Ankle Fractures

    Stable Vs. Unstable

    • The key is to determine if the injury is stable (non-operative mgmt) vs unstable (operative management).  To help in determining this, the most common is the closed ring classification system.
    • Physiologically plantarflexed ankle is unstable compared to dorsiflexed becaused talus makes larger contact with tibia when dorsiflexed.
    • Closed ring classification system of ankle fractures
      • The ankle of thought of as a ring of bone and ligaments surrounding the talus
      • ankleClassification.jpg
      • Composed of:
        • Tibia
        • Tibiofibular ligament (syndesmosis)
        • Fibula
        • Lateral ankle ligaments (anterior talofibular ligament, posterior talofibular ligament, calcaneofibular ligament.)
        • Calcaneus
        • Deltoid ligament
      • AnkleAnatomy.JPG
      • Key concept:
          • Stable Injury: A single disruption of the ring whether osseous or ligamentous, results in a stable injury
          • Unstable injury: Ring disruption in two places.
            • Can involve two bones (i.e. bimalleolar #) or ligament+bone (lateral malleolus and deltoid ligament rupture)
      • NOTES:
        • When fracture/displacement is present, clinician should suspect occult ligamentous disruption.
        • On exam: Palpate the entire length of the fibula (Maisonneuve injury can involve proximal fibular fracture).
        • On exam: pay special attention for medial tenderness, and suspect medial malleolus # or deltoid ligament tear.  If present pay special attention on xrays.  If cannot see medial damage on xrays and no lateral talar shift: can presumptively treat as unstable or hang foot off the pillow with medial side up and xray to see if shifted (special xray technique).
        • The best criterion for assessing deltoid ligament rupture is lateral talar shift.  This is when space bwn medial malleolus and talus is greater than space btwn talar dome and tibial plafond. (aka bimalleolar equivalent fracture).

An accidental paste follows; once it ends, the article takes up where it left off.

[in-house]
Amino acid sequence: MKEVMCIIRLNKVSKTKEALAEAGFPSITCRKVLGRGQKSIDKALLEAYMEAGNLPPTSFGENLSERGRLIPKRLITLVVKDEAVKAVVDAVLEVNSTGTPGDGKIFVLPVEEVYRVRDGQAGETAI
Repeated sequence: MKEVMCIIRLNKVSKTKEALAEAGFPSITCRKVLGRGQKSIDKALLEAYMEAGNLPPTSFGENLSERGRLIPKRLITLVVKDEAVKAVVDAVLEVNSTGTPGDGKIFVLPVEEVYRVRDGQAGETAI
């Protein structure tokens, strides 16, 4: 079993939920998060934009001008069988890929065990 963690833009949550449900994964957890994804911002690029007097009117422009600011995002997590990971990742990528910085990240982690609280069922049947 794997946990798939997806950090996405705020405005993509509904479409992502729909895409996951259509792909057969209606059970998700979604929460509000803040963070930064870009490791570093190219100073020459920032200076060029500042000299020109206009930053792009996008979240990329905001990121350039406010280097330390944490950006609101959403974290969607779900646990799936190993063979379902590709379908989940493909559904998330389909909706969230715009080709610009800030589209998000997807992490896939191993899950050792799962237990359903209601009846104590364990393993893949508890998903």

• xrayAnkle.JPG
    • Some Terms
      • Bimalleolar fracture: lateral and medial malleolus fracture
      • Trimalleolar fracture: lateral, medial, and posterior malleolus fracture.
      • Maisonneuve fracture: if fibula fractured proximally in combination with medial malleolus # (or deltoid ligament) and disruption of the talofibular syndesmosis.
    • Treatment
      • Ankle is considered stable when talus moves in a normal pattern during ROM.  If talar movement is abnormal, then articular cartilage is damaged, degenerates, and leads to premature arthritis.  Ankle stability is the most important factor.  Unstable injuries require operative fixation.
      • Primary stabilizer of the ankle are medial structures.
      • A fracture of the fibula does not result in abnormal talar movement as long as the medial structures are intact.  (many studies corroborated this - can be managed by closed methods.  If medial malleolus is involved, only 65% pts with closed management had satisfactory results compared to 90% in surgical pts).
      • Usually require a posterior slab with a U-shaped stirrup.
      • Stable Injuries:
        • Require no reduction and have an excellent prognosis.
        • Examples: distal fibular fractures (common), and some isolated distal medial malleolus fractures.
        • Initially treat with:
          • Posterior splint
          • Crutches
          • Elevation
          • Ice until swelling goes down.
        • Definitive management for isolated distal fibular fractures include short leg walking cast or cast book x4-6weeks.  The goal is protection from further injury (can even use high tennis shoe).